Bush Urged to Redirect Landmine Policy Review

Article excerpt

Concerned that the Pentagon plans to oppose U.S. accession to a treaty banning anti-personnel landmines (APLs), 124 members of Congress sent a bipartisan letter to President George W. Bush on December 19 urging him to redirect an ongoing U.S. landmine policy review toward the goal of eliminating APLs from the U.S. arsenal.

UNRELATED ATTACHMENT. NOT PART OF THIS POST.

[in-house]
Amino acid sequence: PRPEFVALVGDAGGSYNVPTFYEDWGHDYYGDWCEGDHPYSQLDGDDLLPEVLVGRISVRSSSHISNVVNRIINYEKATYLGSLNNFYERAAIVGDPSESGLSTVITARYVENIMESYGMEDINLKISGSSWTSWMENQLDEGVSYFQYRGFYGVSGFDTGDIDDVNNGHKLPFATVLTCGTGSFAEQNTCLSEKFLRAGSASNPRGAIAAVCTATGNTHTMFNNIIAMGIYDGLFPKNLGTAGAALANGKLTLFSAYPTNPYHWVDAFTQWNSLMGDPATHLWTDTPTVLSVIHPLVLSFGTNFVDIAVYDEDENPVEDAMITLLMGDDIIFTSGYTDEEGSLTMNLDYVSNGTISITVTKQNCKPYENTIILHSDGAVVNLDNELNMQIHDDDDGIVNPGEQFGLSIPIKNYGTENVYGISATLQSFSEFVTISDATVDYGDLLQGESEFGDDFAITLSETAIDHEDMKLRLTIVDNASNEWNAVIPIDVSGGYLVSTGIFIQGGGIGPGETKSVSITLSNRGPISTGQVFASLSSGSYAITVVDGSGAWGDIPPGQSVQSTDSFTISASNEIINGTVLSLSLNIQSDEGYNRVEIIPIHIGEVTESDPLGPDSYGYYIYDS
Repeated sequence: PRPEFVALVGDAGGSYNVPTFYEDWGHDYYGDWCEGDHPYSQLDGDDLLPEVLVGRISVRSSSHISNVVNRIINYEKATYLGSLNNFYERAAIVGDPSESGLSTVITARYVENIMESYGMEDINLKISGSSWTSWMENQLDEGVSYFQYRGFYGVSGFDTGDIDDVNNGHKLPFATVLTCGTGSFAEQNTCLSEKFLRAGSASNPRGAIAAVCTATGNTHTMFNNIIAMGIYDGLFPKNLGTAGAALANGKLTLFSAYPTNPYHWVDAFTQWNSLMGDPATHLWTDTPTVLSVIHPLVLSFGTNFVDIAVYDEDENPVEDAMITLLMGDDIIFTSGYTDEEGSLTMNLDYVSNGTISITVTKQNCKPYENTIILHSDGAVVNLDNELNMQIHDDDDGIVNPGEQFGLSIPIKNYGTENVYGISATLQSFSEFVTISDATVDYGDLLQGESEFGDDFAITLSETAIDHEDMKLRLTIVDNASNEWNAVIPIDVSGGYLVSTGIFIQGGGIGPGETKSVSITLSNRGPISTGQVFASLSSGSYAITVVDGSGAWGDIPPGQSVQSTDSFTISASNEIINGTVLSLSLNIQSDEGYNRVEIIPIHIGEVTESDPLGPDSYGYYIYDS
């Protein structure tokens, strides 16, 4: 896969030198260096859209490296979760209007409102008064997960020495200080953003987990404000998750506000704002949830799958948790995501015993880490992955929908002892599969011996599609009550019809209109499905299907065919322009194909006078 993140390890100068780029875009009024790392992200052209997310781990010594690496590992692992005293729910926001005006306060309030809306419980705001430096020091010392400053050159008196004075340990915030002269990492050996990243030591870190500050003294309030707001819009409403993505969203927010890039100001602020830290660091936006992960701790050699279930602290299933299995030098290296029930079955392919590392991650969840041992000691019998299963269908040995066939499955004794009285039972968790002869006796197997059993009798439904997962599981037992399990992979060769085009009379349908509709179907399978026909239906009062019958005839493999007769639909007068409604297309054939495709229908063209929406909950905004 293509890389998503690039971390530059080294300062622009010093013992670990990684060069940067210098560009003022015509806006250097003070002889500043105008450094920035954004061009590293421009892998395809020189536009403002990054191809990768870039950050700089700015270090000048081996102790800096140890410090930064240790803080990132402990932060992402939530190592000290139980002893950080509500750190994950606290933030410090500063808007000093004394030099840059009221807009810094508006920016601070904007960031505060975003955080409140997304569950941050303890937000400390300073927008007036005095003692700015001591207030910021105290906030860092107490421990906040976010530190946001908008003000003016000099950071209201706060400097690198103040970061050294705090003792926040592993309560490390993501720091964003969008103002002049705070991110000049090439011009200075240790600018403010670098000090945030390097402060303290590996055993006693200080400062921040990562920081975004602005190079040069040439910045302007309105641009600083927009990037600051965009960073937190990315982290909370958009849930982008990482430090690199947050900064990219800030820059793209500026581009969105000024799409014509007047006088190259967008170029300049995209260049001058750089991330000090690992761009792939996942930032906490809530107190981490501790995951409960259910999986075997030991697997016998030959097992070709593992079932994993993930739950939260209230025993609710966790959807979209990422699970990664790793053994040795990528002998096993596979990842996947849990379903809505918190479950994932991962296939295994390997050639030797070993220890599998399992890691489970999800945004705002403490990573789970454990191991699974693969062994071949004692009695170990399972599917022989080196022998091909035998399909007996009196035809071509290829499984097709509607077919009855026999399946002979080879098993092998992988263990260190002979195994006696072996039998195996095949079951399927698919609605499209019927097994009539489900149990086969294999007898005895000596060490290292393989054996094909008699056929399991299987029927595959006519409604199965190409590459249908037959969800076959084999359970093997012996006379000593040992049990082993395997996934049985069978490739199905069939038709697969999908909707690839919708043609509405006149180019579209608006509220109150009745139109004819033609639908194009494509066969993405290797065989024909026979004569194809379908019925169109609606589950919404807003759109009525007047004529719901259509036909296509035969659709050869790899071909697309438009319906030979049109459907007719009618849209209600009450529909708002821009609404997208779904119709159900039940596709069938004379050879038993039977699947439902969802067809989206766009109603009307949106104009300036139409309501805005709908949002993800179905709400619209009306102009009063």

Led by Congressman James McGovern (D-MA), the representatives wrote that they wanted to express "serious concern" about the direction of the Bush administration's review. They claimed to have received reports that the Pentagon supports abandoning a May 1998 pledge by President Bill Clinton that the United States would accede to the Ottawa Convention-which prohibits the use, stockpiling, production, and transfer of APLs-by 2006 if Washington succeeds in "identifying and fielding suitable alternatives" for its APLs and mixed anti-tank mines by that time. The members of Congress charged that the Pentagon also reportedly called for an end to efforts eliminating all U.S. dumb mines by 2003, a stop to the search for APL alternatives, and a declaration of an "indefinite need" for anti-personnel landmines. …